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Singlespeed & Fixed Gear "I still feel that variable gears are only for people over forty-five. Isn't it better to triumph by the strength of your muscles than by the artifice of a derailer? We are getting soft...As for me, give me a fixed gear!"-- Henri Desgrange (31 January 1865 - 16 August 1940)

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Old 05-22-08, 02:51 PM   #1
thehammerdog
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Handle Bar Choices

OK, I luv how a single looks with a Mt bar. I current have a drop with the brake levers..Not a huge fan but was all I had..Is there an advantage to the Mt bar set up?
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Old 05-22-08, 02:53 PM   #2
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mt? you mean MTB, as in Risers?

the advantage is less weight and hipster looks. there's no other advantage.
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Old 05-22-08, 03:03 PM   #3
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I'd go with a trials bar, uncut with 3 sets of ourys. \



kidding aside. I have to admit that I like the riser bar for tooling around town, but the multiple hand positions of drops + hoods or bullhorns is much better if you plan on some real time in the saddle.
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Old 05-22-08, 03:17 PM   #4
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Track drops just look the most 'natural' on track bikes...for obvious reasons.

Road drops offer a grand variety of hand-positions, most of which are 'correct' ergonomically-speaking.

A flat bar is nice for leverage and improving an upright body position. (It also has inexplicable appeal among the white-belt-and-ironic-moustache demographic.)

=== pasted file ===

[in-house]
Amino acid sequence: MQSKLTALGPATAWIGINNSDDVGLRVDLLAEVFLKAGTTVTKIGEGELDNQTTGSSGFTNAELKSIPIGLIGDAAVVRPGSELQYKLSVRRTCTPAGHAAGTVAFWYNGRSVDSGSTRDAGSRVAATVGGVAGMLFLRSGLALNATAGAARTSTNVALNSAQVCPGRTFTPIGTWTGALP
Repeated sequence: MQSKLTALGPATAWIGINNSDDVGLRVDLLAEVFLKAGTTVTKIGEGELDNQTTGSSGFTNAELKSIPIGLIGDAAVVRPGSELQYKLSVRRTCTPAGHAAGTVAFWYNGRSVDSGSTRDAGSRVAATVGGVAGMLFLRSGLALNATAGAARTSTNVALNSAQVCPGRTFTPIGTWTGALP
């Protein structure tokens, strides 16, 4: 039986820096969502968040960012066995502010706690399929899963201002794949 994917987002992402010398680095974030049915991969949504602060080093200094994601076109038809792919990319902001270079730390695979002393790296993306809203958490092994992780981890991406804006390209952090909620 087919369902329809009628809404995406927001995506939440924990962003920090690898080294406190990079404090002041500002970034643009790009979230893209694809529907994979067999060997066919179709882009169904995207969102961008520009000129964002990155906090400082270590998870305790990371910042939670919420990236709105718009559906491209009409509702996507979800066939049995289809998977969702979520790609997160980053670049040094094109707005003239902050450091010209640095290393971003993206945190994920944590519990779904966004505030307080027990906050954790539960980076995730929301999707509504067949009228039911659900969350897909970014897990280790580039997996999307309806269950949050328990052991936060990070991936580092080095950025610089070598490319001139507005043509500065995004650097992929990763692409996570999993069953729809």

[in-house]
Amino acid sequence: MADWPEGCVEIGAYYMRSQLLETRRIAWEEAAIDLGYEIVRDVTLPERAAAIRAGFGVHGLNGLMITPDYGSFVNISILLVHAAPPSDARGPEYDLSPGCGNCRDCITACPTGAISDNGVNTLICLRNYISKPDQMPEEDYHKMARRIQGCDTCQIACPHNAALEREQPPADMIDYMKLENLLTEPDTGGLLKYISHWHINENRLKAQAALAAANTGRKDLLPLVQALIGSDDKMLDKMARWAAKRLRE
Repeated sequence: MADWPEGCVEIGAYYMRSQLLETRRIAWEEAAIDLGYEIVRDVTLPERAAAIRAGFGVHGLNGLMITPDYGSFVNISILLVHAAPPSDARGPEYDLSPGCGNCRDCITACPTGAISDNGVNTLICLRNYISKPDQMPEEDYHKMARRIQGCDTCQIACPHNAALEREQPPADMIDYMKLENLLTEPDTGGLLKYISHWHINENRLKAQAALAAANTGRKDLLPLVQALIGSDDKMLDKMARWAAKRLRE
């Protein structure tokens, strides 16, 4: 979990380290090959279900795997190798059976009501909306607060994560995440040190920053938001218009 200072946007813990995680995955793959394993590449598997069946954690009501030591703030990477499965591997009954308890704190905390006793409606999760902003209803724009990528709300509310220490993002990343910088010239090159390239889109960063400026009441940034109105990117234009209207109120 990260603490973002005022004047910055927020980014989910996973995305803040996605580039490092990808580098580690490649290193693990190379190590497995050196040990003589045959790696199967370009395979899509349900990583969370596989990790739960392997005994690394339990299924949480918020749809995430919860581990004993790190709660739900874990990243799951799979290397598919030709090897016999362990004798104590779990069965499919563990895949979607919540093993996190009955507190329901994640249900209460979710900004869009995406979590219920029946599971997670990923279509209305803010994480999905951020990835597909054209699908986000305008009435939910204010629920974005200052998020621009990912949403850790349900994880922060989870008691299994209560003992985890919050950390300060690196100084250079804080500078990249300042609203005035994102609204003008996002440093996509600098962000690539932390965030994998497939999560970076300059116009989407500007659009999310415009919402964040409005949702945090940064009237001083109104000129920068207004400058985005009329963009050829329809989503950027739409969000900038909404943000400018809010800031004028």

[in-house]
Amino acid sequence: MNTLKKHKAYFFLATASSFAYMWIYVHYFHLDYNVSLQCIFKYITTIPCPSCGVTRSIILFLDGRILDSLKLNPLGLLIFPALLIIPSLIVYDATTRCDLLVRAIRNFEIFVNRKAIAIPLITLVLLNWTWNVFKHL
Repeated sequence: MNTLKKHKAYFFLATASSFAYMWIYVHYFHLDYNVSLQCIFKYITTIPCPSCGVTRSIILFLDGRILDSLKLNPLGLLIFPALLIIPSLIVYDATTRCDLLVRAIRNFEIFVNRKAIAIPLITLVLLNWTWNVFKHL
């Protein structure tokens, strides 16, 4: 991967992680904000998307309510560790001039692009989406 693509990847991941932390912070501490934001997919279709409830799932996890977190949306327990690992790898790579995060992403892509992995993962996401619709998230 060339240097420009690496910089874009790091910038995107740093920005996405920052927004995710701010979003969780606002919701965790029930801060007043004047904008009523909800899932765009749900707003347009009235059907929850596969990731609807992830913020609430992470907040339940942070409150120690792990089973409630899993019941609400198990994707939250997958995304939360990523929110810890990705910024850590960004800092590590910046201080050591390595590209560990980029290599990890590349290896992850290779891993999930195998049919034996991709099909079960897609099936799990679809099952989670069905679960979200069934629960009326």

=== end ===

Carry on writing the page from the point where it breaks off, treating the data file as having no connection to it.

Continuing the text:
For the life of me, I can't see the value of bullhorns or aerobars beyond being extremely aero in a TT.
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Old 05-22-08, 03:18 PM   #5
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or just various terrain. you're going to hate yourself when you have to get out of the saddle for the third time of the day on risers.
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Old 05-22-08, 03:24 PM   #6
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there's no other advantage.
Im rarely on the forums. when Im bored at work. Ive noticed alot of flat bar/ riser haters. Hate on the hipsters not the bars. Risers are much more comfortable (FOR ME, and many others) as well as allow much more control than track drops. I cant help but laugh whenever I see kids riding in the drops. Although its completely impractical to me, im not going to say that drops are pointless in urban environments. Haters hate on. . .
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Old 05-22-08, 03:27 PM   #7
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i rode risers for a while and they're more comfortable than an improperly sized bar... but they're less comfortable than a well sized and properly fitted bar/hood combo, especially on a bike that was designed to be used with drops.

no hate... i just don't think 'comfort' can be listed as an advantage when it's 1. so subjective and 2. ergonomically untrue for all conditions and setups. they are NOT comfortable when you're climbing or sprinting... and if you're not doing either enough to warrant the kind of bar that allows for better hand positions during those situations, you don't belong on a fast bike.
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Old 05-22-08, 03:33 PM   #8
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A lot of stuff is pointless in urban environments:
- Arrospoks
- all-NJS
- gold anodization
- massive gear-inches
- no brakes
- white tires
- loose-ball hubs and bottom brackets.

Strangely enough, if any one of these is present on a bike, most of them are.
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Old 05-22-08, 03:39 PM   #9
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For the life of me, I can't see the value of bullhorns or aerobars beyond being extremely aero in a TT.
Bullhorns give the "hood" position of a road bar. If you tend to ride in that position, track drops aren't too comfy.
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Old 05-22-08, 03:42 PM   #10
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i hate this place sometimes.
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Old 05-22-08, 03:43 PM   #11